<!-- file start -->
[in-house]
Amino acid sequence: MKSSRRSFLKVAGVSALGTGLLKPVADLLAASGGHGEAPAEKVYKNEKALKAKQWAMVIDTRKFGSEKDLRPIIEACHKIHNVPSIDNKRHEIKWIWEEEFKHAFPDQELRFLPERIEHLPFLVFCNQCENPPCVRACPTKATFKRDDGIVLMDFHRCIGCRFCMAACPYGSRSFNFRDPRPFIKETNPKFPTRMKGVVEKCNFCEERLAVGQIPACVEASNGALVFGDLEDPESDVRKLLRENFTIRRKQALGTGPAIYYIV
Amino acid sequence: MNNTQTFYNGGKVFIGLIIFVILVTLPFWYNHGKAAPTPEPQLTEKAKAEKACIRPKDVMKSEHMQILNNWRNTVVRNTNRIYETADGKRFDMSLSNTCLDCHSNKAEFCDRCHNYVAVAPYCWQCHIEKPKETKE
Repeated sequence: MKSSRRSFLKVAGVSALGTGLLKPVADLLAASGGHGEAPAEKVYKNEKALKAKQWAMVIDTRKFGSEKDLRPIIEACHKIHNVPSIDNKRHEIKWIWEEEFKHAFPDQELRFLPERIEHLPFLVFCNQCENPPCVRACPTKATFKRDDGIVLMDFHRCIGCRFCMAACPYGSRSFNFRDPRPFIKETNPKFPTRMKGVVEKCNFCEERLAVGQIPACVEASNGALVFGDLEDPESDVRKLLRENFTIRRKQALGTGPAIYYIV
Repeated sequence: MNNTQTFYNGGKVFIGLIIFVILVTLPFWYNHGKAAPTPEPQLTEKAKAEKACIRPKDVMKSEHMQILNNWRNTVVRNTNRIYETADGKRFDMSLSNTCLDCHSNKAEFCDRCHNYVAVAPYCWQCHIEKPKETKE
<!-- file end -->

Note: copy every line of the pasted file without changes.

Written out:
[in-house]
Amino acid sequence: MKSSRRSFLKVAGVSALGTGLLKPVADLLAASGGHGEAPAEKVYKNEKALKAKQWAMVIDTRKFGSEKDLRPIIEACHKIHNVPSIDNKRHEIKWIWEEEFKHAFPDQELRFLPERIEHLPFLVFCNQCENPPCVRACPTKATFKRDDGIVLMDFHRCIGCRFCMAACPYGSRSFNFRDPRPFIKETNPKFPTRMKGVVEKCNFCEERLAVGQIPACVEASNGALVFGDLEDPESDVRKLLRENFTIRRKQALGTGPAIYYIV
Amino acid sequence: MNNTQTFYNGGKVFIGLIIFVILVTLPFWYNHGKAAPTPEPQLTEKAKAEKACIRPKDVMKSEHMQILNNWRNTVVRNTNRIYETADGKRFDMSLSNTCLDCHSNKAEFCDRCHNYVAVAPYCWQCHIEKPKETKE
Repeated sequence: MKSSRRSFLKVAGVSALGTGLLKPVADLLAASGGHGEAPAEKVYKNEKALKAKQWAMVIDTRKFGSEKDLRPIIEACHKIHNVPSIDNKRHEIKWIWEEEFKHAFPDQELRFLPERIEHLPFLVFCNQCENPPCVRACPTKATFKRDDGIVLMDFHRCIGCRFCMAACPYGSRSFNFRDPRPFIKETNPKFPTRMKGVVEKCNFCEERLAVGQIPACVEASNGALVFGDLEDPESDVRKLLRENFTIRRKQALGTGPAIYYIV
Repeated sequence: MNNTQTFYNGGKVFIGLIIFVILVTLPFWYNHGKAAPTPEPQLTEKAKAEKACIRPKDVMKSEHMQILNNWRNTVVRNTNRIYETADGKRFDMSLSNTCLDCHSNKAEFCDRCHNYVAVAPYCWQCHIEKPKETKE